Cover Games!

  1. To participate, write (or paste) your game recap in an e-mail. Send it to or (It's useful if you include your name at the top, mostly so we don't misspell it.) Your subject line will be your title. If you want to include pictures, links, video, etc., in your recap, you certainly can – either include it in your e-mail’s HTML coding or include a note at the top that says what should go where.
  2. Once the posts come in, our editorial staff will take a look at them. Your submission, with your name attached, will be published in the order it was received. We'll do some basic editing of the articles, mostly for style, but please take a moment to look over it yourself before hitting “send.”
  3. Your perspective on the game means, if not everything, most of everything. The winners and losers on the court are determined by the final score, but aside from the scoresheet and a few record books, the score really doesn't matter much. Tell us what you’ll remember about the game or what you learned from it – was it just the leading scorers? The mathematical genius of points per possession? The best concession pretzel you've ever eaten? Or something else not listed here?
  4. There’s a place for the sort of writer-detached game story you’ll find in the paper: the paper. But Bleeding Bruin Blue isn’t here to be detached — we’re here to document what happens specifically because we come from the Bethany community. Please don’t fall into the same boring clich├ęs and catchphrases you can find in any column or sportscast. I’ve met a lot of you, and every one of us is more creative than that.
  5. If you’re reading this site, it’s likely that you have some connection to one of the teams involved. That’s fine; that’s outstanding; like I said above, that’s what we want. But we’re not here for cheerleading. We don’t need to push agendas. Remember, over the course of the years, everyone — including both people we appreciate and despise — wins a few and everyone loses a few.
  6. Some of you reading this have been members of the media; some of you may still be. But this project is not a shortcut to press row. If your endeavors in life involve something that gets you to the front row, that’s great. If you’re working the game, we’d love to hear your perspective, but don’t let us get in the way of your job. But we don't love being used as an excuse for a first-class seat. Simply put, you may not attempt to secure media credentials to represent Bleeding Bruin Blue.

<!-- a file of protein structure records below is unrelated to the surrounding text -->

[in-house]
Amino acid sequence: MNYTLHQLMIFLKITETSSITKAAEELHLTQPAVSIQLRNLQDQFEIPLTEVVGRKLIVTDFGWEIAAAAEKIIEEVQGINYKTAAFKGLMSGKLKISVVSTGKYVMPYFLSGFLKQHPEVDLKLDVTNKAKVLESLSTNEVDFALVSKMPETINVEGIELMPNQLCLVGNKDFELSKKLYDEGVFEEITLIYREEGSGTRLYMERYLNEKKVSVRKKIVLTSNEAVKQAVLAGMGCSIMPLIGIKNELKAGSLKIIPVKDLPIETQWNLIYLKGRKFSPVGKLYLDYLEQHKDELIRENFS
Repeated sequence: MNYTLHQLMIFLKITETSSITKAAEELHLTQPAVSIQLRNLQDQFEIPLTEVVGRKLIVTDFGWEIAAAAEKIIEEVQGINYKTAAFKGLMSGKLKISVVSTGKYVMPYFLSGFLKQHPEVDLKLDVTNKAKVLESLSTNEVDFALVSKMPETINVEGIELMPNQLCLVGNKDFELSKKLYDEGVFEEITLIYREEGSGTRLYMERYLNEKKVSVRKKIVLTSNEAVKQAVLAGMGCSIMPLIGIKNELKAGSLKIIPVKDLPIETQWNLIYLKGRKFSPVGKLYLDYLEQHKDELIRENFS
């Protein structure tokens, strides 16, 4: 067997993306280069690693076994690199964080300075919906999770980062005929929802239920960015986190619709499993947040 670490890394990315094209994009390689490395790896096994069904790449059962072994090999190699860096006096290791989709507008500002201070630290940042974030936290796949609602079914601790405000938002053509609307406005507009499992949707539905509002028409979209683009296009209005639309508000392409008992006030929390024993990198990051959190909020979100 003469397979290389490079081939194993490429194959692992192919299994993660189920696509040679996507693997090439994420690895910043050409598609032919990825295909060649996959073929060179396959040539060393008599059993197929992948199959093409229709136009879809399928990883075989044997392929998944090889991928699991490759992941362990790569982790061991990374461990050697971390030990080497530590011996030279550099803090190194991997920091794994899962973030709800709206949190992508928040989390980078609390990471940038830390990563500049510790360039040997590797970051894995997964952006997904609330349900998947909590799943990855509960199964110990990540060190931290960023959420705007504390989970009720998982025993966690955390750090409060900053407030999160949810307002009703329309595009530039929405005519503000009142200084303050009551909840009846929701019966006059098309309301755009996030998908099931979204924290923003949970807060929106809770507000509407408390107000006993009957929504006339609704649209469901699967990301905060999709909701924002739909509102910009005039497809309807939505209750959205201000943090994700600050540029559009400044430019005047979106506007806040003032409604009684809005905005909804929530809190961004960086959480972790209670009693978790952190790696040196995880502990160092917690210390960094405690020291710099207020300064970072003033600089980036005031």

7. I reiterate, you may not attempt to secure media credentials to represent Bleeding Bruin Blue.
  8. Minimum game recap length: 100 words. I know it feels like a lot, but it’s doable. Single-spaced, 100 words will run about six lines down a sheet of paper. By all means, feel free to write more than 100; I’m doing that now. You might even be able to get away with 95, but many fewer words won’t work. If the story is less than 100 words, it’s usually something that a couple tweets could tell. (Sample recaps are posted below. Each is longer than 100 words.)
  9. This site is here for all of us. But our words, the order they are used, and what they mean, belong to each of us. By submitting your recap, you agree to a Creative Commons BY-NC-ND license. That means that your work is yours: it cannot be reproduced commercially by anyone else (including us); passed off by someone else as their own work; or rearranged by someone else as a "new" piece. Anyone can reproduce the piece, so long as they attribute it to the original author.
    This protects you against the Internet: if you’ve ever seen an entire web page posted on Wikipedia, you know why this is important. You, however, can do anything you want with your piece: put it on your own blog, bind into a book and sell it, or translate it into foreign languages and enlighten the world.
  10. If you want to do something else for this project — photography, regular columns, media guides, whatever — let's talk
A few writing tips:
  • Tell us where the game happened. Put the city or town in a dateline at the top of your story.
  • Try putting your recap together before you write it. When you have a beginning, a middle, and an end, it’s much easier for things to fall into place rather than coming out as a jumbled mess of words. 
  • Did I mention proofreading? Learn a few basics of AP style – when to say ten or to say 10, whether to capitalize Coach (or coach) before a name, how to refer to the boys or the girls team. We won’t turn people down for not knowing this, but it’s a whole lot quicker to go through these stories (and thus get them posted) if you know what you’re doing.